Your Windows Live ID is essentially your online identity for all of the Windows Live services, Xbox Live, Zune and other third party websites (such as Expedia.com) that utilize Windows Live ID. If you’re using Windows Live Hotmail and Windows Live Messenger, your Windows Live ID stores all your contacts and email messages. Your Windows Live ID is definitely something you don’t want to have compromised and I’ve got several pointers – or best practices – in keeping your Windows Live ID safe.
Do not hand out your password! Don’t give anyone your password to your Windows Live ID. Handing out your password to anyone is simply asking for trouble. Don’t even give out your password to friends or family. I can’t imagine a reason why they would need it. Just don’t give out your Windows Live ID credentials at all.
Be careful giving your Windows Live credentials on non-Microsoft websites. There are some websites out there that will claim they “require” your Windows Live ID credentials for their service. Some sites use this tactic to gain access to your Windows Live ID.
Fact: Microsoft will only ask for your Windows Live ID credentials on login.live.com and nowhere else!
Use a strong password for your Windows Live ID. Don’t use common words or names. Use a combination of uppercase and lowercase letters, numbers, and symbols.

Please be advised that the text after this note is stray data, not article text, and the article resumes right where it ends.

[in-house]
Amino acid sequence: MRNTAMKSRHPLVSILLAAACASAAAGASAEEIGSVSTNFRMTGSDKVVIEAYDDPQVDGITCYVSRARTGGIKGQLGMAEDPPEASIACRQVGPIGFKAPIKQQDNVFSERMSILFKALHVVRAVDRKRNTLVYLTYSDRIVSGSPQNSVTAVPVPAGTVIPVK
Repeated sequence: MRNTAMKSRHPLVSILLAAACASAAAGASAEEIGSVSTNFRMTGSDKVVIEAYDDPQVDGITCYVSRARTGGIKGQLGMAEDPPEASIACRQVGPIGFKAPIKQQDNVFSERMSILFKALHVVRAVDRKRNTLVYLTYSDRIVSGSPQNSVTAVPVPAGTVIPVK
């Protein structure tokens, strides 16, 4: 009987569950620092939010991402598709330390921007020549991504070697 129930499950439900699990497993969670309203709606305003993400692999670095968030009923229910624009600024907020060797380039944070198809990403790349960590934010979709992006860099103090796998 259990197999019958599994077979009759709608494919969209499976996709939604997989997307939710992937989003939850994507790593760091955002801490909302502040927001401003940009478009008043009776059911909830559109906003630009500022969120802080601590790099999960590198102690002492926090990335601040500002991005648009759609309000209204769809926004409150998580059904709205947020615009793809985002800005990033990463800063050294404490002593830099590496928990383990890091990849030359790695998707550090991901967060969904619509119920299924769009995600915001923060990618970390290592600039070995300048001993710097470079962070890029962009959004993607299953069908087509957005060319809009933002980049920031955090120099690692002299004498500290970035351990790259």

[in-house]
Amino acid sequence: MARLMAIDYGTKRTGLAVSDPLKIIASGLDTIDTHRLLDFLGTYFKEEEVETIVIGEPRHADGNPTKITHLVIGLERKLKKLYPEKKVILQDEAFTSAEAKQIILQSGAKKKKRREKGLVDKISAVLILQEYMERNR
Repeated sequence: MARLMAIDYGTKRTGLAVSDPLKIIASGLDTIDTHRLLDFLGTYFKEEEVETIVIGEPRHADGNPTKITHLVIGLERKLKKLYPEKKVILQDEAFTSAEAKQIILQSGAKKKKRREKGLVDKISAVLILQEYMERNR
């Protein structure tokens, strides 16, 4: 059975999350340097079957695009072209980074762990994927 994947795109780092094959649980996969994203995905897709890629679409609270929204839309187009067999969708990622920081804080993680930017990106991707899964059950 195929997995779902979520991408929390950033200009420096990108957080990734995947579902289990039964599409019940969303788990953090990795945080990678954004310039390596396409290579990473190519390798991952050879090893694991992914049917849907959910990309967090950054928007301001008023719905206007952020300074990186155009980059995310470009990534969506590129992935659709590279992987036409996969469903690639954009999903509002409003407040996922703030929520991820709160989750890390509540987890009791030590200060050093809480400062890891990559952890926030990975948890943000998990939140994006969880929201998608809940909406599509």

Don’t use an obvious answer to your secret question. Microsoft provides a list of possible “secret questions” for your account. A secret question is used when you forget your password for your Windows Live ID. Choose a secret question that has an answer that people won’t be able to guess (friends, family, etc). The risk you have in using a secret question with an answer your friends might be able to guess is that your friends can try to “hack” your Windows Live ID and have fun with you. Your secret answer must have 5 characters or more and is not case sensitive. Remember to remember your secret answer of course.
Added protection: make your password expire every 72 days. You can login to account.live.com and change your password for your Windows Live ID and configure it to expire every 72 days. I personally don’t choose this option rather I change my password every couple weeks on my own.
Neelamadhaba Mahapatro, General Manager for Microsoft’s Identity Services (including Windows Live ID) has a post over on the Windows Live Dev Blog explaining Microsoft ongoing to commitment to keeping your Windows Live ID safe and what’s being done today to protect Windows Live ID users from phishing.